PubMed Abstract | CrossRef Full Text | Google Scholar

Burge, C. A., Griffin, F. J., and Friedman, C. S. (2006). Mortality and herpesvirus infections of the Pacific oyster Crassostrea gigas in Tomales Bay, California, USA. Dis. Aquat. Organ. 72, 31–43. doi: 10.3354/dao072031

PubMed Abstract | CrossRef Full Text | Google Scholar

Burge, C. A., Strenge, R. E., and Friedman, C. S. (2011). Detection of the oyster herpesvirus in commercial bivalve in northern California, USA: conventional and quantitative PCR. Dis. Aquat. Organ. 94, 106–116. doi: 10.3354/dao02314

PubMed Abstract | CrossRef Full Text | Google Scholar

Burioli, E. A. V., Prearo, M., and Houssin, M. (2017). Complete genome sequence of Ostreid herpesvirus type 1 μVar isolated during mortality events in the Pacific oyster Crassostrea gigas in France and Ireland. Virology 509, 239–251. doi: 10.1016/j.virol.2017.06.027

PubMed Abstract | CrossRef Full Text | Google Scholar

Burioli, E. A. V., Prearo, M., Riina, M. V., Bona, M. C., Fioravanti, M. L., Arcangeli, G., et al. (2016). Ostreid herpesvirus type 1 genomic diversity in wild populations of Pacific oyster Crassostrea gigas from Italian coasts. J. Invertebr. Pathol. 137, 71–83. doi: 10.1016/j.jip.2016.05.004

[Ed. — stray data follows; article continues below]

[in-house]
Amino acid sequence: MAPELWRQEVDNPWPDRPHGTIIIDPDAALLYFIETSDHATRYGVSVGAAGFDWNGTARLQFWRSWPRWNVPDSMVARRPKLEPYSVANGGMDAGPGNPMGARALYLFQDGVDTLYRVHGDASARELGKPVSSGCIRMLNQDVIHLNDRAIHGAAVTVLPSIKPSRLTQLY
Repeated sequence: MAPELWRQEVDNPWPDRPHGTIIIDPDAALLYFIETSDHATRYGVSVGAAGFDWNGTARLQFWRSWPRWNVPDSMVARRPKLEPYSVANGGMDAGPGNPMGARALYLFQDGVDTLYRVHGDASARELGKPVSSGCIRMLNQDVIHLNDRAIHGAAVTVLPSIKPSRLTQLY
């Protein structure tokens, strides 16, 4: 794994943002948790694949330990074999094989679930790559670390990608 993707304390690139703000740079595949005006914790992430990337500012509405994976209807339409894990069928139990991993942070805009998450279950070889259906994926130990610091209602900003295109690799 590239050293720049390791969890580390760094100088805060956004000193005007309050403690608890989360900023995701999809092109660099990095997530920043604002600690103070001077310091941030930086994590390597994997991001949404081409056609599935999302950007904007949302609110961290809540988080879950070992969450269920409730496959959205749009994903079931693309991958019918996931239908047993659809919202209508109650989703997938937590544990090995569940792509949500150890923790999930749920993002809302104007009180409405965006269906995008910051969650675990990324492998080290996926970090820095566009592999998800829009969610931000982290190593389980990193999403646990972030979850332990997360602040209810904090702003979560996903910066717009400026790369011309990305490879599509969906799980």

PubMed Abstract | CrossRef Full Text | Google Scholar

Burioli, E. A. V., Varello, K., Lavazza, A., Bozzetta, E., Prearo, M., and Houssin, M. (2018). A novel divergent group of Ostreid herpesvirus 1 μVar variants associated with a mortality event in Pacific oyster spat in normandy (France) in 2016. J. Fish Dis. 41, 1759–1769. doi: 10.1111/jfd.12883

PubMed Abstract | CrossRef Full Text | Google Scholar

Callahan, L. N., Phelan, M., Mallinson, M., and Norcross, M. A. (1991). Dextran sulfate blocks antibody binding to the principal neutralizing domain of human immunodeficiency virus type 1 without interfering with gp120-CD4 interactions. J. Virol. 65, 1543–1550.

PubMed Abstract | Google Scholar